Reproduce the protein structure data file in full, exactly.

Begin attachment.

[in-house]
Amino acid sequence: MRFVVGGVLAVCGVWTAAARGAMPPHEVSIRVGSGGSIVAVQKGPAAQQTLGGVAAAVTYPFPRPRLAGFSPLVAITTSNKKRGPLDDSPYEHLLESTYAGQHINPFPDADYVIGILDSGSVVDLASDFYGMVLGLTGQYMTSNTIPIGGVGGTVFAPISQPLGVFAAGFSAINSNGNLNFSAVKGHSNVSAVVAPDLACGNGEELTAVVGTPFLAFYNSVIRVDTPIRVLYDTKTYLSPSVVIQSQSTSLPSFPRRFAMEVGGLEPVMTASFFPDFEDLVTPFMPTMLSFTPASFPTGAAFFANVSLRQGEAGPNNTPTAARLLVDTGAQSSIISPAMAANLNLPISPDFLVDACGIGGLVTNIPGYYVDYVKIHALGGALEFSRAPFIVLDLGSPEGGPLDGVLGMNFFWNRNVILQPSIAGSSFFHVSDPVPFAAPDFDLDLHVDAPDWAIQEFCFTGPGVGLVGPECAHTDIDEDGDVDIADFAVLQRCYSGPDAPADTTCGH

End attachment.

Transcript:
[in-house]
Amino acid sequence: MRFVVGGVLAVCGVWTAAARGAMPPHEVSIRVGSGGSIVAVQKGPAAQQTLGGVAAAVTYPFPRPRLAGFSPLVAITTSNKKRGPLDDSPYEHLLESTYAGQHINPFPDADYVIGILDSGSVVDLASDFYGMVLGLTGQYMTSNTIPIGGVGGTVFAPISQPLGVFAAGFSAINSNGNLNFSAVKGHSNVSAVVAPDLACGNGEELTAVVGTPFLAFYNSVIRVDTPIRVLYDTKTYLSPSVVIQSQSTSLPSFPRRFAMEVGGLEPVMTASFFPDFEDLVTPFMPTMLSFTPASFPTGAAFFANVSLRQGEAGPNNTPTAARLLVDTGAQSSIISPAMAANLNLPISPDFLVDACGIGGLVTNIPGYYVDYVKIHALGGALEFSRAPFIVLDLGSPEGGPLDGVLGMNFFWNRNVILQPSIAGSSFFHVSDPVPFAAPDFDLDLHVDAPDWAIQEFCFTGPGVGLVGPECAHTDIDEDGDVDIADFAVLQRCYSGPDAPADTTCGH